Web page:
Northwest Arkansas Times from Fayetteville, Arkansas on June 9, 1974 · Page 19
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Northwest Arkansas Times from Fayetteville, Arkansas · Page 19

Fayetteville, Arkansas
Issue Date:
Sunday, June 9, 1974
Page 19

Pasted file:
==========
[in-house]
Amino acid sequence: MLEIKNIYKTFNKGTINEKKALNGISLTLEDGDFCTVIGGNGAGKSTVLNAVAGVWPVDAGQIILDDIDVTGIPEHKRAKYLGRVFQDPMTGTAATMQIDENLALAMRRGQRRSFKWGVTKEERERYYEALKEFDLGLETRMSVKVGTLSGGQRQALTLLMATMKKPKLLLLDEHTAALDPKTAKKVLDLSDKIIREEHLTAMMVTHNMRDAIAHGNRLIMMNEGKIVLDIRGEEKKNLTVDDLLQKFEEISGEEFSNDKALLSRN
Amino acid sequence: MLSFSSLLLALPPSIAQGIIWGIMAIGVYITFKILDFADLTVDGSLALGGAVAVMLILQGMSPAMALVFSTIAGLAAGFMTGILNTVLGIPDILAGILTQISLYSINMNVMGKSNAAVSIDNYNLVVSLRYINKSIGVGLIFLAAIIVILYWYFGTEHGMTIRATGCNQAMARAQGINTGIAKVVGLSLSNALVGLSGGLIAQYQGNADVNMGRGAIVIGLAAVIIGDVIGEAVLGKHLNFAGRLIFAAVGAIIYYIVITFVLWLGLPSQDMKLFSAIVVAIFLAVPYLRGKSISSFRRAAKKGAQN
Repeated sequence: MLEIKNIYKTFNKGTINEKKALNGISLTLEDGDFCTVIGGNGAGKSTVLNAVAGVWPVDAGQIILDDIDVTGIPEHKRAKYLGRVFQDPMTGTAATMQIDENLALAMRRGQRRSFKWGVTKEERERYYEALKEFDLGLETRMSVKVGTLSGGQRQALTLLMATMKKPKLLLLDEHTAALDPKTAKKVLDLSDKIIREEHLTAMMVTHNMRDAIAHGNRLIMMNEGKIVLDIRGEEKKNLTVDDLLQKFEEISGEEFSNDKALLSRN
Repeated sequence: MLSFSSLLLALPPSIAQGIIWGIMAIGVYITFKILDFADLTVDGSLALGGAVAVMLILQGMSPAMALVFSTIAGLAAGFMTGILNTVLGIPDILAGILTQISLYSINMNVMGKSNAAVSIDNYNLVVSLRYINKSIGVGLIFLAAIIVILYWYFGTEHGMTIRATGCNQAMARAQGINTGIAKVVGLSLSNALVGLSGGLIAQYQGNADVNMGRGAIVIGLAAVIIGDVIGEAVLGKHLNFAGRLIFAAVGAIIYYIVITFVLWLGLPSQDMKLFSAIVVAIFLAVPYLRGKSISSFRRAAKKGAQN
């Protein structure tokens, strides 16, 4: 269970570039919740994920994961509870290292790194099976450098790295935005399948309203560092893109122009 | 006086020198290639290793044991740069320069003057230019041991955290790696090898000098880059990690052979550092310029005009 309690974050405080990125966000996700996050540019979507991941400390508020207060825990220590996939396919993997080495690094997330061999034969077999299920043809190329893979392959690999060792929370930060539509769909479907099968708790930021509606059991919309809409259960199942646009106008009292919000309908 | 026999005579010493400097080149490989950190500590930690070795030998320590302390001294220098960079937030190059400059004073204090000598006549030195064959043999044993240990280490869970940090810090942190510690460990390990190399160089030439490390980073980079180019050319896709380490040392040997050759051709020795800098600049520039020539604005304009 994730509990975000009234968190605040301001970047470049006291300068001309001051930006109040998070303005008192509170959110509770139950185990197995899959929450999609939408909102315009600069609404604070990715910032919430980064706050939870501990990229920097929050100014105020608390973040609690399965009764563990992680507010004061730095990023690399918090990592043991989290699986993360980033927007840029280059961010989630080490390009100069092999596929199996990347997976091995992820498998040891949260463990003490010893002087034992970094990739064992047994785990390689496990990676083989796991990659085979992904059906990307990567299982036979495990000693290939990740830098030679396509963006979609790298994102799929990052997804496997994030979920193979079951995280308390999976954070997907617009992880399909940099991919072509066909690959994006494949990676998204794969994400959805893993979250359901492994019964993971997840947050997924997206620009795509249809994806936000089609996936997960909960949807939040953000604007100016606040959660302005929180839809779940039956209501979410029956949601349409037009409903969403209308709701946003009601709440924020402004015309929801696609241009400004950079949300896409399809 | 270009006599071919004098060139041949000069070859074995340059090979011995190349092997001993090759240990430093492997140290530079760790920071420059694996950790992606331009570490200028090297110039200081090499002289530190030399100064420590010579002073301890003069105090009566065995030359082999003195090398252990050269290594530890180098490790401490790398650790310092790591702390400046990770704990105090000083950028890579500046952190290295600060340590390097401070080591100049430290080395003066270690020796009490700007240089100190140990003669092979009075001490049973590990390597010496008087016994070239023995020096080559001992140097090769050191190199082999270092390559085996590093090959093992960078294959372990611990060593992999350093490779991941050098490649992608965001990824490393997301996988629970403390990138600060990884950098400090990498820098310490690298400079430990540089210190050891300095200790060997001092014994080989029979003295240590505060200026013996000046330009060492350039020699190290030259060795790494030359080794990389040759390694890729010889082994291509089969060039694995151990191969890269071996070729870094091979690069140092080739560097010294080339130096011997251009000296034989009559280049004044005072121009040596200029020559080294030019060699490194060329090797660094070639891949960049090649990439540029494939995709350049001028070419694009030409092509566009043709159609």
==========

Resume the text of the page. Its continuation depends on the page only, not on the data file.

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Sunday Croswort/ Pu By JO PAQDIN tubers haughty ACROSS 1 Climbing Pepper · Satire bear of .Australia 11 Military ' subdivision ._^., 17 IS Jerusalem 56 Tendon T»*iTL 57 Captain's 17 A fabric boss 18 Soap plants 58 Graph 20 Israeli 59 Mongrel city 60 State of Zl Opening, agitation m chess n Lear's K A, B, or C daughter tt Sleeveless SZ Specter * Pirtte's'flag gj An 47 Stravinski ' astringent «Humbled - ' SI Dried orchid 84 Lower W Friar 87 Slew 88 Peridot 89 Stir » Garment SI Petty demon S Costello 92 December II Toothless 24, et aL S4 Hillside dugout 95 Vilify 97 Biblical name 4 An OH CRofltato Testament a ball people C Lawgiver 5 Washroom 44 Pot to (Alaskan flight bear «Ranee's 7 Mountain nymph S Vestments husband 47 Sultan's decree 48 Valuable garments 25 Crazes ZT Redact 98 Hot desert animal 49 Drunken 11 Carps spree 12 Neglect SO Negative 13 Decompose ion 14 Scheme 51 Icelandic 15 Advanced tales study group 52 Stage 1C Deduction 53 French 19 Biblical name 20 Large ungulate 23 Nests of school 54 African region 55 English river pheasants 57 Blackbird 83 Fashion wind « Self 100 Impel S3 The Penta- MB Armory ,,, ,,. - · teuch 104 Lowest 30 First Lady 66 Pursue points 31 Amphibian 67 Capital of 1(6 Agog 32 Son of Kish Lombardy 106 County in S3 Actor Sparks S8 Ringlets New York ZSEntre-; 58 Bums 34 Koman road 70 Twenty-four 107 Bails between us 61 Irritated 36 Popular sheets of 108 Otaries author paper 109 Take posses- for two 37 To certify 71 Hidden sion of JZSoak 39 Leveret 72 Chest sound (archaic A winter 40 Dieters 73 Murmuring var.) 42 Weather sounds DOWN word 74 Buffoon 1 Too late 43 Palm 75 Party goody 2 Greek cockatoos 78 Ascend letters 4S Weaver's 79 Meade and 3 Hebrew reed Lee letter 2S Composition 62 English county 63 Bishops wear them 65 Ensnare 66 Anathema 67 Broadway hit 69 Eighth of 38 Hindu poet an ounce 39 Arduous 70 Wholly apple 36 Noxious plant 37 Story writer 71 Connection 73 Furnishes 74 A son of Atreus 75 Imprisons 7* Very young salmon 77 A cardinal number 78 Love god 79 Large desert SO One to whom title is transferred 81 Vertebra or nerve SZLeaf of the calyx 85 Raise in relief 86 Motors 90 Carouse 93 Beverage 94 Israeli seaport 95 Capital of Latvia 96 Author Gardner 97 Soaks 99 Spanish hero 191 Scottish explorer 103 Compass reading ·584 Average time of notation: 61 minutes. Answers To Puzzle On Page 7 A U.S.-Saudis Sign Formal Agreement WASHINGTON (AP) -- The United Stales and Saudi Arabia Unlay agreed lo expand cooperation on several economic fronts and (o strengthen their military lies. At a formal signing ceremony. Secretary of State Henry A. Kissinger said: "\Ve consider this a milestone in our relations with Saudi Arabia and with the Arab countries in general." Informed sources said the United States anticipates reaching similar accords n'iin a number of Arab countries. The pact with Saudi Arabia has the objective of assuring a steady oil flow from the world's leading exporter. Prince Fahd, ttie Satidi interior minister, said the joint statement represents "a new and glorious chapter in relations between the United States asd Saudi Arabia." fn the m a i n , the agreement provides American technical assistance for the econimic development of the oil-rich nalion through fonr joint \vorking groups. It is less specific ahoul U.S. military a i d , saying only that a joint commission will review "programs already under- way for modernizing Saudi Arabia's armed forces in Jighl of the kingdom's detense requirements, especially as they relate to training." tn his three day visit, Fahd carefully skirted an explicit catl for further Israeli withdrawals from former Arab territories. The statement 'signed by him and Kissinger refers generally to United Nations res olntions on that subject. The four working groups arc offshoots of a joint commission on economic cooperation t h a t will meet in Saudi Arabia in October. It will be headed by Secretary of Ihe Treasury William E. Simon and Mohamcd Aha K h a i l . Saudi minister of state (or finance. The first subgroup -- on industrialization -- is due to convene July 15 in Saudi Arabia lo consider plans for the use of flared gas for expanding the production of fertilizer. A manpower and education group will meet shortly afterward to consider projccls aimed at developing technical manpower skills, expanding educational institutions and bringing U.S. "technological expertise" to Ihe A r a b st/tte. [ The two other groups will concentrate on scientific research in such fields as solar energy and desalination and on agriiuElural development. "The United Slates, for its part, hopes thai this coopera- lion will be the benchmark for its evolving relations with t h e Arab world," tile statement said. Water Prediction NEW YORK ( A P ) ' -- By 1995, every person in Ihe U.S. will he buying metercri water, predicts Rockwell I n t e r n a t i o n a l Corp., largest producer of domestic water meters in the nation. Currently, there are 46 million domestic water meters in use. One meter serves four people, on the average. EVEREST JENNINGS WHEELCHAIRS FOLOSrOlO" RENTALS I SALES E.«U*SU» 44Z-734S Satisfaction Guaranteed · Replacement or Money Refolded PREPRINT IN TODAY'S SUNDAY NORTHWEST ARKANSAS TIMES Pick A Gift For Dad! States Prices On Sale As Of June 13th. THIS IS AN ERROR! THESE PRICES ARE AVAILABLE TOMORROW, JUNE 10th at 10 A.M. SHARP Thank You for Shopping Woolworth MOVE BACK TO COUNTRY A COUNTRY JOURNAL. By Michael Harwood Mar} 1 Durant, (Dodd, Mead $7.95) "As society becomes increasingly urbani/ed. fewer and Fewer of us have any sense of contact will) Hit! o a i l h : Hie land is slill there, but we're not." the authors note at one point in this journal -- another on the steadily growing shelf of books deal ing with a return to the "good life." What they say is true, but only up to a point, for not everyone can decide as Michael Harwood atid his wife, Mary Duranl, did that. "It was time to ieave New York and return to civilization. It was lime lo move b a c k to the country." Whether because of job. family or lack of money, m a n y who think llie.v would like to move lo a simpler life cannot. The authors of thi.s book were able to do it. however, and they cover in Ihesc pages about a year spent living in a s m a 11 town in northwestern Connecticut. The two alternate throughout the book in lolling of what they found in thojr *ew life and a good bit of it is' mild ly interesting although a lot of this same ground lias been covered before in books dealing with similar themes. And. foi those with only moderate interest in the subject, they arc awfully heavy on bird and plant descriptions. But the couple also is quite aware that while country living has a lot. going for it, every thing isn't coming up roses. Ur ban blight, in Hie form of litter drugs and bigotry, exists U some extent in the country and they most fairly n o t e this. In large measure, this account is a balanced one. Pt EXPEDITION IN AFRICA OKAVANC.O ADVENTURE, bv Jeremy Mallinsun - (Norton. $7.05.) Jeremy Mallinson. a zoolog cat director of Gerald DurreU's Jersey Wildlife Preservation Trust, decided early on that foi Ins life lo be fnlly .satisfying, "I needed to be working with animals. They cmikl be wild 01 they could be domesticated; hut in one way or another there had lo he animals at the centre of my life." I.ucky enough to know wha he wanted while still young, he also was Incky in landing a jot in Durrell's Wildlife park and then, al t h e age of 24, he wat lucky again in coming into i small legacy which allowe him lo finance an animal-col lecling expedition in Africa. This book is Ihe story of that expedition, and while Malliuson writes rallier clumsily aboul it at times, the subject matter he deals with more t h a n com pensales for this. To those in icrested in wild a n i m a l life what lUallinson has to sa about a n i m a l s and how he won) about capturing Ihem will he most interesling. Many of tile birds and beasts he tried lo get he couldn't, and Aliillinson is quite frank in tell ing of his failures as well as of liis successes. Which, for relatively inexperienced hunter, were considerable since he die manage lo return lo Britain with a menagerie which rangct f r o m frogs io crocodiles lo a lion. One of his casicsl catches was a Jong-haired baboon, lie was sitting in a bar munching on a sandwich one da" when the a n i m a l hopped onto an adjoining stool. snalcbcd · Ihe sandwich and ate il. I n f a t u a t e c with the a n i m a l , he bought il from its truck driver owner- ant: took it back w i t h him. as well all the other birds aiid beasts. pt ORGAN CENTER Everett Coble-Nelson Pianos {Thomas ORGANS 0 Muik L«uen* · Bonk Financing · lUntal-Purchat* Plan Northwest Arkansas Plaza Phone 443-4442 Edited by Bill Wiffiami «it»«w!pTMTO«ntiMwmiiit«wiii oOOD SOCIAL HISTORY OF 'BAREFOOT MILLIONAIRES' THK SL'LKNDOR SKUKtiKS. by Alien Churchill. (Urosset Dunlop, $10) Some of tfic best th ings in .his very good social liislury of the people Allen Churchill describes as "The Splendor Seekers the licit 1 .heir -- the newly rich who at Uirn of the ccnUiry used mill tons to try lo force way, arid largely succeeded, into the ranks of estab- ished society -- are the quotes ie attributes to them. -Commodore Cornelius Vanderhill. who, when reporters t came to his home to ask about iis IteaUh, emerged from bis sickroom and shouted clown the stairs, "I ain't a-gonna die, I ain't a-gonna die!" And later, when a doctor recommended modorc, "a penny pincher," the sick rruin asked, ''Won't sody water do?" --Henry Clay Prick: "Rail- ·oads are the Kembrandls o{ nvestment. 11 --Charles Ycrkes, the Trac- CROSS-COUNTRY HARRY AND TONTO. by J o s h Greenfcld Paul Mazursky. (.Saturday H e v i e w Press. - 55.0.1) When the aparlmcnl building in which he has lived for many years is lorn down. Harry Combes, a 72-year-old widower, decides the time has come lo get oul of New York. Will) his f a i t h f u l old cat. Tonlo, in low, Hurry heads put on what event u a l l y lurns into a cross-conn try journey. All of which i« moderately in- leresling, and occasionally touching, but the big trouble with Ibis book is lliat it isn't ; enough. No enough time is devoted lo any of he characters Harry meets to fully realize them for ttic reader-. They slip past almost as quickly as if one were reading a bus schedule and ilh almost as lillle iniolional impacl. Nor is Ihe \vrilinR terribly imaginative. On one page alone, for example, the aged Indian Harry meets in jail is referred (o as "the old Indian" seven slraighl times. -- pi lion King of I h e Windy City: "Buy little, up old j u n k , fix it up then unload it with profit on the other guys." These are just a few of Ihe many fascinating characters Churchill parades before the engrossed reader. But while he spends much Lime detailing tin lives -- and occasionally loves -- of these so-called "Barefoot Millionaires" or "Suddenly Rich," who rose from nothing or nearly nothing to fantastic riches, he also carefully dclails Ihe milieu which allowed Ihem lo be what Ihey were and Ihe ways in which they functioned, or tried to function, in it. Many of these self-made multi-millionaires believed lhal Ihe more an object of arl cost Hie better it was and they filled their clalwrale Fifth Avenue palaces with huge canvases convinced "thai the larger a jainling, the more valuable it ccame." Or, like William Collins Whitney, reputedly spenl $1 million on a daughter's wedding, or, like Thomas Fortune Ryan, had a $200,000 carved ivory bedstead inlaid wilh gold. Those days may now be gone forever, bul il certainly is interesting and fun to read aboul them. Arkoniat TIMES, Sun., Jun» 9, 1974 PJIYITTIVILLI AHMAMIA1 · 3C MURDER IN A MANSION CASK WITH T H R K K HUS- B A N IXS, *.y M a rfi a rot" E rs- kine (Ace -- 95 cents) Inspector Septimus Fincli of Scotland Yard accepts the in- vital ion of Hr. Adam Bra ilh* waite lo comr? down lo Tynan on (lie South Coast of England. Dr. B r a i t h w a i t c is going down to work at his father's office while the elderly man is 0*1 vacation. Dr. RrailluviiiLc Inul operated on the inspector after a bank robber shot him. Once at Tynan in Sussex, hn meets flic Bormor f a m i l y who are rich and eccentric. Lionat and Julius, the older men. were so upset in 19,15 when King Edward VIT abdicated that they closed the front gales Lo the Towers, the family home a n d kepi them closed. When A u n t Agatha is slabber! after having a heart attack and a mystcrous limping stranger is sighted, Fincti goes to work -- al the police. Later, a visitor lo the household is drowned. One of the much married women turns out to have at least one of her supposed dead husbands still alive. "Case with Three Husbands" is al limes humorous and deadly serious. Miss Erskine again puts Ihe Inspector into a case t h a t appears insoluble. The story proves that a murder mystery set in an old manor house can still be interesting enough to keep a reader riveted request of the local till Ihe very last page. -- bww MACHINES FORBIDDEN THE M'KATHKR MONGER, hy PcLcr D i c k i n s o n {DAW-95 cents) H r i U t i n ha* returned to Ihe dark ages while the rest of t h e world is speeding along in the modern aye in this f i n e fantasy. Two youngsters, Geoffrey and Salty, have hern forced lo leave Hieir home in Weymouth because the hoy had m a n a g e d lo change the weather on the townsfolks' request. They called him a warlock and placed him. and his sister oti a platform in the h u r h o r (o drown, The two escape and in their uncle's boat go to France. In, France, the General asks (hem lo return to check on a strange storm spot in the north, ' They get an old Rolls - Royce from a museum and the people attack it everythnc (hey see it. Finally they arrive at the storm site where they are met by an old man. Mr. Furbelow in a castle out of a King A r t h u r legend, and Merlin. Merlin, il asleep through Ihe centuries u n t i l Furbelow had awakened h i m h e remains h a l f asleep and t h a t is what makes the entire country so anti-machine. finally even meet seems, had lieqn "The emerges as fantasy and realism, Weathermonger" mixture of both --bww Trip The Light Fantastic in London and Paris Com* join SARA and JIMMY TURNER (Hendrix 72; U. of A. Psych, and Animal Science Oepts.) in a well-done visit to London, Paris and a few points £ in between. Depart Little Rock 10 August '74 and return the 24th. Total price $880. Includes seven days in London and environs. Stratford-Avon theatre. Continental breakfast throughout, and three dinners. Six days in Paris and nearby countryside. Continental breakfasts and four dinners. Local sightseeing and plenty of free time. Private bath all the way. For further information and reservations, call us at 521-1246 evenings and weekdays. Arrangements can also be made with MARTENSEN TRAVEL, Sixteen East Center, or call 443-2318. v/V »· %/t m */b ii /fr«-»«i^/fr ··» ^/V"«^^/^/'·«·^^" m*fl/~* X f rqnger Congress ist elefct men to Congress lust elact men to Congress who are not afraid to take responsibility for the future of this country." VOTE BILL CLINTON For 3rd District Congressman-June 11.